print "==> $sourcefile\n" if $verbose;
    prep_target_file ($destfile);
    perform_copy ($sourcefile, $destfile);
sub process_location ($)
 my ($rule, $source)= @{shift @_};
 my $dest= $source;
 # change drive letter or server name to subdir
 $dest =~ s/^(.):/Drive $1/;
 $dest =~ s/^\\\\/\\/;
 $dest= File::Spec->catdir ($backupdir, $dest);
 print "Backing up [$source] to [$dest] using rule '$rule'\n"  if $ver
 my $re= qr/^\Q$source\E/;
 my $sub= sub {
    my $sourcefile= $File::Find::name;
    (my $destfile= $sourcefile) =~ s/$re/$dest/;
    eval {
       do_backup ($sourcefile, $destfile, $rule);
    if ($@) {
       my $message= "EXCEPTION CAUGHT trying to copy from [$sourcefile
+] to [$destfile].\n$@";
       print LOG $message  unless $nolog;
       print $message;
 find ($sub, $source);
 print "Copied a total of $filecount files\n"  if $verbose;

sub show_options
 print <<"EOF";
NOTE: this is a placeholder and design docs.  Options are not
implemented yet.

    With no parameters, performs the pre-configured backup.  Change th
    configuration by editing the config section of \"$0\".

    If filenames are given, will backup (or restore) just those named 
    (directory names OK).  If the named file is within the backup subd
    ($backupdir) then the file will be restored to the original positi
    Otherwise it is taken as the name of a file to backup.

    Flags can modify this behavior.  Flags are not order-dependant and
    mean the same thing whether before, mixed with, or after filename

    -restore  Restores the named files.  Unlike the implicit restore a
    the filename is the original location, not the backup location.
    -full  Ignore dates, always copy the file.
    -all  Ignore the skip rules and copy all files.
    -verbose  Print messages concerning program's operation.
    -output=xxx  Specify a different directory for restored files.
    -keep  Rename restored files by adding '.restored' to the name.
    -secret  Don't write to logfile.
    -quiet  Show less output.
    -nowork  Disable copy, used to try the options before doing it.
    -help  Show this message.
 exit 1;
### "main" program

GetOptions (
   'help|?|h' => \&show_options,
   'verbose!' => \$verbose, 'v' => \$verbose,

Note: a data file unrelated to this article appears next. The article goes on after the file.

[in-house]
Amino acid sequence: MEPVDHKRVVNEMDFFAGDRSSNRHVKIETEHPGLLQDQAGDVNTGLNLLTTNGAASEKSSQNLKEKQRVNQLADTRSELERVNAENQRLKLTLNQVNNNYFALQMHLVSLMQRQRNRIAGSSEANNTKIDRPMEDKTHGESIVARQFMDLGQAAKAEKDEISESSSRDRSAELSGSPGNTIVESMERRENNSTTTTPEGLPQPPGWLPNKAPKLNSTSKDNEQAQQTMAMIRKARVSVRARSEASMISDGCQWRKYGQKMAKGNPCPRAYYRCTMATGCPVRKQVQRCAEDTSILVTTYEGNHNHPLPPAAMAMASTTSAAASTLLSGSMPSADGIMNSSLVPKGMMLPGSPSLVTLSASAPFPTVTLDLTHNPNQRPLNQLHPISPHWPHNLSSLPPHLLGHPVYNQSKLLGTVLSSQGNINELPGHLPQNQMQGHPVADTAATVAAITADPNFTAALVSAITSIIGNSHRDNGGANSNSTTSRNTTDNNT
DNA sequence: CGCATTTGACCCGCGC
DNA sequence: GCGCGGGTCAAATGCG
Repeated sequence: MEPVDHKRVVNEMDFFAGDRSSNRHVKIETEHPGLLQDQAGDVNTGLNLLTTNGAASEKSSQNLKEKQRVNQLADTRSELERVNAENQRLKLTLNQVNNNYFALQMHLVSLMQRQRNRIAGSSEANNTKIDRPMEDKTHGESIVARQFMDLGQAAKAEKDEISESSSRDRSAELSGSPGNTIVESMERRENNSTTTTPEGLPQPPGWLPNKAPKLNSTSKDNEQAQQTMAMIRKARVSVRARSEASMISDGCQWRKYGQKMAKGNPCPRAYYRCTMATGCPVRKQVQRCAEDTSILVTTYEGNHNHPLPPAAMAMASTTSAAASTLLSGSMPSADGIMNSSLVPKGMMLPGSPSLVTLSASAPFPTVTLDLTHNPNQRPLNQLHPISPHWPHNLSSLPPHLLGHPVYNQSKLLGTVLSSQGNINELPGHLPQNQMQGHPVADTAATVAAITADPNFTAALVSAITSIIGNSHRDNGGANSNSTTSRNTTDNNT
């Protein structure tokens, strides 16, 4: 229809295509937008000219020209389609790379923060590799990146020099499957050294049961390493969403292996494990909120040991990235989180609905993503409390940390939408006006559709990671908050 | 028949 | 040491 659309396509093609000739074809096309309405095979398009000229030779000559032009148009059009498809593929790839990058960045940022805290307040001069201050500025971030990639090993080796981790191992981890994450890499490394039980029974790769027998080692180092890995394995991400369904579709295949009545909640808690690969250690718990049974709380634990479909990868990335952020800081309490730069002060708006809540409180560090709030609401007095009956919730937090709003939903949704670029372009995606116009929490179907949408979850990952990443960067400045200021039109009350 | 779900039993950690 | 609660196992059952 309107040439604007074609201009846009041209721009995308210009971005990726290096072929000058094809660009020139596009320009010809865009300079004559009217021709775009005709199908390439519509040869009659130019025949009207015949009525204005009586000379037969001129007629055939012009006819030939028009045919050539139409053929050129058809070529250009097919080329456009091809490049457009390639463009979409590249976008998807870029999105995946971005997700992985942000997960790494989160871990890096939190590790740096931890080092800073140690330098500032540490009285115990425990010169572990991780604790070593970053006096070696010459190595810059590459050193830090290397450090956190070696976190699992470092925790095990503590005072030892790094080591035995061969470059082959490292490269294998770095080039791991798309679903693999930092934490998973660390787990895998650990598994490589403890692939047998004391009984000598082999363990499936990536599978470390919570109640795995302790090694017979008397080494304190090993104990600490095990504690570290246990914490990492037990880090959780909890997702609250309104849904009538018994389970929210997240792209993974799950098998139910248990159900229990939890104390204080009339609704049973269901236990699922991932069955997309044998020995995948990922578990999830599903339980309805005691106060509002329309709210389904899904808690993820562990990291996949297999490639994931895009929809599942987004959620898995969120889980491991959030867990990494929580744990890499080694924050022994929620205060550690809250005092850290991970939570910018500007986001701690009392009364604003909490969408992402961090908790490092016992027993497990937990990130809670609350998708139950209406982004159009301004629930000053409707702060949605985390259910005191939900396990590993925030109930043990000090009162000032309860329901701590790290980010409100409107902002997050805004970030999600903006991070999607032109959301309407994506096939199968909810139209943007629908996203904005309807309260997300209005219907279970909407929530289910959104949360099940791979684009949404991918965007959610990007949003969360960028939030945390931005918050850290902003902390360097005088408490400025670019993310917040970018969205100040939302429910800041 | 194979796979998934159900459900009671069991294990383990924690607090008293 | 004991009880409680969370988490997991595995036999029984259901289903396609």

'quiet!' => \$quiet, 'q' => \$quiet,
   'secret!' => \$nolog, 's' => \$nolog
  )  || exit 1;
print "work_backup utility - $custom_message\n"  unless $quiet;
eval {
   if (@ARGV) {
      # process named files on the command line
      die "filename arguments not implemented yet.\n";
   else {
      foreach my $item (@locations) {
         process_location ($item);
   my $time= localtime();
   print LOG "finished $time\n"  unless $nolog;
   print LOG "copied $filecount files\n"  unless $nolog;
if ($@) {
   print LOG "ABNORMAL TERMINATION: $@"  unless $nolog;
   print $@;
print LOG "======== done =========\n"  unless $nolog;
close LOG  unless $nolog;
print "copied $filecount files\n"  unless $quiet;
Replies are listed 'Best First'.
Re: Work Backup
by grinder (Bishop) on May 16, 2001 at 16:36 UTC

    I prefer

    sub printlog { print LOG @_ unless $nolog; } printlog "======== done =========\n";


    print LOG "======== done =========\n" unless $nolog;

    as it makes for less clutter. It is also beneficial in that, with a little more work, $nolog doesn't have to pollute the namespace.

    BEGIN { my $nolog = 0; sub setlog { $nolog = shift; } sub printlog { print LOG @_ unless $nolog; } } setlog 1; printlog "======== done =========\n";

    I like to generalise this functionality to handle debug/production screen output and/or log file output.

    g r i n d e r
      Reducing clutter and generalizing is all well and good, but does it make sense to move such a small amount of logic (unless) to a subroutine? I'm under the impression that sub calls are expensive enough to not be used indiscriminately, but not too expensive to use when necessary.
        I'm under the impression that sub calls are expensive enough to not be used indiscriminately, but not too expensive to use when necessary.

        I wouldn't say that. I would say the the factoring benefits it provides (saving programmer time) far outweigh the cost benefits (having a CPU thrash around a bit). What happens if you need to change that trivial piece of logic? One change versus a multiplicity of changes, and no guarantees that you managed to locate and change all the occurrences of the call.

        Another benefit comes in debugging. Supposing you have an entry printed to your logfile and a short time later the program blows up in a spectacular manner, and also suppose that for some reason you can't identify exactly where in the code this occurs, and/or it is too difficult to set a breakpoint in your own code. This happens a lot when you have a dynamic program that creates new code on the fly as it runs. The easiest solution would be to put a conditional breakpoint in the printlog routine, and then follow the thread of execution back into the main code.

        Can you honestly say that you had a Perl program that was too slow, and the reason for the poor performance was due to excessive subroutine calls? What I do know is that a program with a fine subroutine granularity will lend itself admirably to Devel::DProf which will let you identify the exact points in your code where CPU cycles are being burnt.

        Don't avoid using subs just because you've heard they are "slow." This runs against Donald Knuth's dictum "Premature optimization is the root of all evil". Go read A Tirade Against the Cult of Performance.

        g r i n d e r
      Thanks for the input.

      I find the print LOG / unless to be just fine in this case, but agree that if generalized to several forms of output and modes the seperate sub would be superior. Right now, I have some duplication for things that are printed and logged. However, they are not identical — the log is more formal and needs more context.